When we first started work on Friday morning, Michael and I started brainstorming what we wanted to accomplish: something visual, high-concept (i.e. explainable in a tweet), and hopefully with a sense of humor.
We quickly realized that our interest in supercuts was fertile ground. Michael's work often touches on structural re-edits and remixes, such as Oonce-Oonce, Battleship Potemkin: Dance Edit, Chapters 1-12 of R. Kelly's Trapped in the Closet Synced and Played Simultaneously, and his mashup album mixing pop vocals over their ringtone versions.
Both of us were fascinated by this form of Internet folk art. Every supercut is a labor of love. Making one is incredibly time-consuming, taking days or weeks to compile and edit a single video. Most are created by pop culture fans, but they've also been used for film criticism and political commentary. It's a natural byproduct of remix culture: people using sampling to convey a single message, made possible by the ready availability of online video and cheap editing software.
So, supercuts. But what? Making a single supercut seemed cheap. I first suggested making a visual index of supercuts, or a visualization of every clip.
But Michael had a better idea — going meta. We were going to build a SUPERSUPERCUT, a supercut composed entirely out of other supercuts. And, if we had time, we'd make a dedicated supercut index...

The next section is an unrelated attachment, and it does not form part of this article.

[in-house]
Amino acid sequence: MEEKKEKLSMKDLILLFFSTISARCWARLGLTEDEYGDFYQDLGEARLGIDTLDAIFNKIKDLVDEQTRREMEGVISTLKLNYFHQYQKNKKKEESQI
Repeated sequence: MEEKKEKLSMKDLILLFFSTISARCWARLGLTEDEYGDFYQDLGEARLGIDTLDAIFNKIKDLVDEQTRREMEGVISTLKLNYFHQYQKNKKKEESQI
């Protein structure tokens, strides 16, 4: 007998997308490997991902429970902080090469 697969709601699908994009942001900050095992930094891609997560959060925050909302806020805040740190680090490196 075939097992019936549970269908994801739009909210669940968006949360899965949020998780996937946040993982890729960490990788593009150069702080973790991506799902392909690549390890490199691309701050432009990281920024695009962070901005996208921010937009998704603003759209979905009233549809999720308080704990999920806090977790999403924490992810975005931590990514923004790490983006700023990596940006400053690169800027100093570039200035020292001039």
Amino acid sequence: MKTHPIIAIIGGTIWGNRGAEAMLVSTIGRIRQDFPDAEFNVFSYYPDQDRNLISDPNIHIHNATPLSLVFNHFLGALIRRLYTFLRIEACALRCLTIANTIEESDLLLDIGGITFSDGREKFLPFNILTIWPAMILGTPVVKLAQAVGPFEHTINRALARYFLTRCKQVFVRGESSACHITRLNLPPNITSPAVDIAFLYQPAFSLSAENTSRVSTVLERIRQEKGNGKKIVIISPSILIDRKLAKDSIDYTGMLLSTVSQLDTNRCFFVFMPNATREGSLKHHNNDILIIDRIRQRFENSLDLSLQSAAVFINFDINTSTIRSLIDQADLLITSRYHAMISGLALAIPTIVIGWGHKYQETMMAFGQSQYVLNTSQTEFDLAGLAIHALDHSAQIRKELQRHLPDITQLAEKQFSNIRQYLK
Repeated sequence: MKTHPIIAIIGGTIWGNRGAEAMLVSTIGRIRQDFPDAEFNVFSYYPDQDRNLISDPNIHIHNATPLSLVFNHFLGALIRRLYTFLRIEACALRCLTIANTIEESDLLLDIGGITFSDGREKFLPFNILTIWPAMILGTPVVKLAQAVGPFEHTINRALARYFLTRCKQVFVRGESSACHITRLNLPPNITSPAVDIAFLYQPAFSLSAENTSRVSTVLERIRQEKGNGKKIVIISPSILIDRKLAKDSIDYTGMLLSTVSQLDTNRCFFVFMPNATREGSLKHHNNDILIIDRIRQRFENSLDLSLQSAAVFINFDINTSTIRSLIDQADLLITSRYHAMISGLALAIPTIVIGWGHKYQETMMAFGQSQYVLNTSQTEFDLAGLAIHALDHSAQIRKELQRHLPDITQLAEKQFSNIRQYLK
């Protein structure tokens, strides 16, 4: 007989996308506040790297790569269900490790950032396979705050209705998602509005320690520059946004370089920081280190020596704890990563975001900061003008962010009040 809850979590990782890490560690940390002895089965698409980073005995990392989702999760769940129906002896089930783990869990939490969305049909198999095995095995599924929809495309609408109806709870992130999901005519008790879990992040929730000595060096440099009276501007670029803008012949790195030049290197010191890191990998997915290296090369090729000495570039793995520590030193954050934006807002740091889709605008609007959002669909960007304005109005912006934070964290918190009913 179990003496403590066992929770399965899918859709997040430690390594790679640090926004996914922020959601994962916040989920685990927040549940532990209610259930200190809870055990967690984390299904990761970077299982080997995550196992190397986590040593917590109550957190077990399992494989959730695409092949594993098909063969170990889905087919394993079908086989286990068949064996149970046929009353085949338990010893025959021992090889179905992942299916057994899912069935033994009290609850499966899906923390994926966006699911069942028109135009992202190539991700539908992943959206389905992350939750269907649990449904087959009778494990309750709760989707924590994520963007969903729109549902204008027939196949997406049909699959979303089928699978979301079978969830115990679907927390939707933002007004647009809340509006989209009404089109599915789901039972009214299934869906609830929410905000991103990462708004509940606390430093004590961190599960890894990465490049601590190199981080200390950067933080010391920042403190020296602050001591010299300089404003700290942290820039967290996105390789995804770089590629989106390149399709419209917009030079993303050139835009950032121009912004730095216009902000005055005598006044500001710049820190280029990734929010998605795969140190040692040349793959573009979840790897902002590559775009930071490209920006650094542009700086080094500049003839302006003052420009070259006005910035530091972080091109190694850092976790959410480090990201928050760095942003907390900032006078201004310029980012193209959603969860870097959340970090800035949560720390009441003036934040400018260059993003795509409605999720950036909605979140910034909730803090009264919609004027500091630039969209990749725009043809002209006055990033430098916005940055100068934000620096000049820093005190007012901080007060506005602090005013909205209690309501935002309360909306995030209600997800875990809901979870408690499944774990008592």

BBC posts the trailer for the upcoming Adam Curtis documentary, "All Watched Over by Machines of Loving Grace." It airs Monday May 23 at 9pm on BBC2. Curtis' previous documentaries (It Felt Like a Kiss, Century of the Self, The Power of Nightmares, etc) are available streaming free online at archive.org.
The “OS” stands for either “open source” or “operating system,” and the German term Grabeland means land for digging, particularly land left over from allotments leased to people during World War I and World War II so they could grow food. As with our ongoing project International Airport Montello, we used eBay to purchase land, but this time we purchased a set of allotment gardens in Dewitz, a village north of Berlin. We became the landlords of a 36,000-square-foot plot of land with eight remaining tenants and seven feral lots. After receiving complaints from our tenants about the lack of access to water, we suggested that we dig a well, an idea our tenants rejected. Their complaint provided us with a connection to the land and the people of Dewitz, and over the past several years we have searched for water in different ways. We have used this exploration both as a motif and as a means of turning the local into the global and connecting the plot in Dewitz with land in northeast Nevada. The water of the Atlantic geographically separates Dewitz and Oasis, but the lack of access to water connects the two sites. — eteam discusses OS GRABELAND in ArtForum
Links for your weekend:
Shana Moulton at Lower Manhattan Cultural Council Open Studios May 13-15th:
7:30 pm - Friday the 13th (with Rachel Mason LIVE)
3:00 pm - Saturday the 14th
3:00 pm - Sunday the 15th
(Re)Move/(Re)Frame Performances by: Brody Condon, Shana Moulton, and Yemenwed May 1–May 22, 2011 Curated by Courtney Malick (Re)Move/(Re)Frame presents three performances occurring at different times and places and explores the possibilities of exhibiting performance documentation inviting viewers to participate in the documentary process via the project's accompanying website at: www.r-e-m-o-v-e.info